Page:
What makes a house a home?

Amber Koroluk-Stephenson, The Bayou, 2014, oil on paper, 29.72 x 41.91cm.

Amber Koroluk-Stephenson, The Bayou, 2014, oil on paper, 29.72 x 41.91cm.

Houses all lined up next to one another. Occupying an area of precious square meterage. These houses are beacons of suburbia, real estate hotspots, architecture of times gone by. But are houses not just bricks and mortar?

What is it that makes a house a home?

As I get older I begin to realise more and more the importance of having a place that I can call home. This is a place of comfort, warmth, security and a place of belonging.

Having grown up in a family that moved around a lot, traveling to amazing parts of the world and living in some, I often feel the urge to “go some place else”. My brother, Max has it the worst of all of us only being able to stay in one place for two years at a time before he needs to jet set again. And with all this moving around you begin to ask yourself, “What is home?”

As I look upon Amber Koroluk-Stephenson’s black and white kit home painting series like shadows hovering off the wall and off the page I am led up the path into the memory of my childhood home. To 4 Usher Court. I shut my eyes and I can remember every little detail of that house the steps up to the front porch and through the front door. I can navigate my way through that house, knowing exactly how wide the hall is (wide enough for my five-year-old body to be able to climb up walls hinging one leg at either side of the hallway), the feel of the carpet under my feet, the smell of jasmine, the touch of the cool wall in the dry heat of the day. The location of the light switch as I enter my room, the number of steps to climb to the top bunk to resume the teddy bears picnic all laid out. The sound of Max playing with the ants along the driveway and mum pottering around in the garden, the smell of dad’s tobacco wafting in from the veranda. And running through the water sprinkler, jumping on the trampoline and rollerblading as fast as I can around the house.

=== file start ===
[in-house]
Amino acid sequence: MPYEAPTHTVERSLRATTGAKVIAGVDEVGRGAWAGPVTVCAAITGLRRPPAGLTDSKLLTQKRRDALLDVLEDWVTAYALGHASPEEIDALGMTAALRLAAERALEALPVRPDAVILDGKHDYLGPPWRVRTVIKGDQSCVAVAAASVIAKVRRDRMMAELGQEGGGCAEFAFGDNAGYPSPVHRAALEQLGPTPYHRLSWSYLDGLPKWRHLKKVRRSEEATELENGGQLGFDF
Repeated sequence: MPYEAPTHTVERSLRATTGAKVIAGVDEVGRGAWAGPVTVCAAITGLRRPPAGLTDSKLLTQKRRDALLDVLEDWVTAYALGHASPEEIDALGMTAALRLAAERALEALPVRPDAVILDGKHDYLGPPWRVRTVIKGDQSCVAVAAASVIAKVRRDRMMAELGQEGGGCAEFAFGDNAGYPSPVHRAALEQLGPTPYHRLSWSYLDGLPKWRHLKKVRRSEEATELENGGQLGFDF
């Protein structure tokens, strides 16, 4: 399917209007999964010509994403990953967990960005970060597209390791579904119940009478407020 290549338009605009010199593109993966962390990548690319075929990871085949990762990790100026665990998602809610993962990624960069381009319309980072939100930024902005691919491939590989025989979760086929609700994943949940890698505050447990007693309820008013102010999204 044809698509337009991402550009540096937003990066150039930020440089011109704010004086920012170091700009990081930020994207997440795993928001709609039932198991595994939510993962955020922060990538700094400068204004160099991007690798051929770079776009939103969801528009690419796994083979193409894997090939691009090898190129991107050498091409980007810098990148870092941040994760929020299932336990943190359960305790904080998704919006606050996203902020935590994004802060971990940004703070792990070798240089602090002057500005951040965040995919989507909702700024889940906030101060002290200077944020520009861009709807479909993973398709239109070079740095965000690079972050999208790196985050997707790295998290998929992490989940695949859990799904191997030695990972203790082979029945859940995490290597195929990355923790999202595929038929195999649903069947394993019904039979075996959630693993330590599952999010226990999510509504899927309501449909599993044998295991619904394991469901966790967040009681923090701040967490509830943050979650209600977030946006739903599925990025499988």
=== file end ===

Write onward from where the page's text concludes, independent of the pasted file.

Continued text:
I am taken back to that house and every element of it feels so ingrained into my every being. I remember the gumtrees in the front yard that Max and I used to climb and jump from one tree to the next without a care in the world. The smell of the sap when we had to have those trees cut down. Dad said it was to increase the market value of our property. My six-year-old mind didn’t know what that meant but I guessed it was pretty important.

We travelled to Tucson, Arizona soon after those trees were cut down. We travelled all around America, we went to Disney Land (!), we travelled throughout Europe, and my parents even enrolled us into a school in England, “to experience a different education system, they told us. Both being teachers everything became a ‘learning experience’ during this yearlong teachers exchange. A good family friend who visited us many times throughout that year remarked, “Every time I visit Polly has a different accent; Australian, American, English, back to American and now Australian again.” I think if we’d stayed in Italy any longer I probably would have picked up the language.

I remember being hit with the incredible heat when we stepped off the plane. For my parents, 4 Usher Court was never the same after that year away but to me it was the best place we’d visited yet. I was so happy to be home – to the smell of jasmine and dead ants and grass burning in the hot sun. For me, this place will always be home. Amber Koroluk-Stephenson’s paintings remind me of that, of that house and all the memories that were created there.

And I realise that home is memories. The house is just the shell that holds them.

What makes a house a home? is the commissioned catalogue essay I wrote for Amber Koroluk-Stephenson’s solo exhibition titled Half Full / Half Empty at Sawtooth ARI, Launceston in March 2014.